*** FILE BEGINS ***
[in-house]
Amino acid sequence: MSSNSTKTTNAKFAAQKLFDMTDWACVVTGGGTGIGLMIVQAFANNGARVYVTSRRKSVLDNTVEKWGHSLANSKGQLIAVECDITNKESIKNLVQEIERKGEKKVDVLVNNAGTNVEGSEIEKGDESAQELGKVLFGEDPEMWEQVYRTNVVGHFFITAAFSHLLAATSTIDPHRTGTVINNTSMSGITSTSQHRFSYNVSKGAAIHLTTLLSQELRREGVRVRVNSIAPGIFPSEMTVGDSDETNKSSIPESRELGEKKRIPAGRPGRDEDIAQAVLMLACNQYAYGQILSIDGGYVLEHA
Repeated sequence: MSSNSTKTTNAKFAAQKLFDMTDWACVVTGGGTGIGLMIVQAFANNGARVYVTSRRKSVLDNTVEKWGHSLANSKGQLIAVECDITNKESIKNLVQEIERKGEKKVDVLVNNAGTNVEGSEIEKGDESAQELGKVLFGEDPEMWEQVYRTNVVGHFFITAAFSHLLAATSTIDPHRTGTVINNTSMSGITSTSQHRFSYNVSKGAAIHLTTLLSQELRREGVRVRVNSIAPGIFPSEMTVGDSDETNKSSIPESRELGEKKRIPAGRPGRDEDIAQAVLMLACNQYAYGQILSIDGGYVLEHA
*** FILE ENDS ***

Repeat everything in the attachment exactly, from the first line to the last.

[in-house]
Amino acid sequence: MSSNSTKTTNAKFAAQKLFDMTDWACVVTGGGTGIGLMIVQAFANNGARVYVTSRRKSVLDNTVEKWGHSLANSKGQLIAVECDITNKESIKNLVQEIERKGEKKVDVLVNNAGTNVEGSEIEKGDESAQELGKVLFGEDPEMWEQVYRTNVVGHFFITAAFSHLLAATSTIDPHRTGTVINNTSMSGITSTSQHRFSYNVSKGAAIHLTTLLSQELRREGVRVRVNSIAPGIFPSEMTVGDSDETNKSSIPESRELGEKKRIPAGRPGRDEDIAQAVLMLACNQYAYGQILSIDGGYVLEHA
Repeated sequence: MSSNSTKTTNAKFAAQKLFDMTDWACVVTGGGTGIGLMIVQAFANNGARVYVTSRRKSVLDNTVEKWGHSLANSKGQLIAVECDITNKESIKNLVQEIERKGEKKVDVLVNNAGTNVEGSEIEKGDESAQELGKVLFGEDPEMWEQVYRTNVVGHFFITAAFSHLLAATSTIDPHRTGTVINNTSMSGITSTSQHRFSYNVSKGAAIHLTTLLSQELRREGVRVRVNSIAPGIFPSEMTVGDSDETNKSSIPESRELGEKKRIPAGRPGRDEDIAQAVLMLACNQYAYGQILSIDGGYVLEHA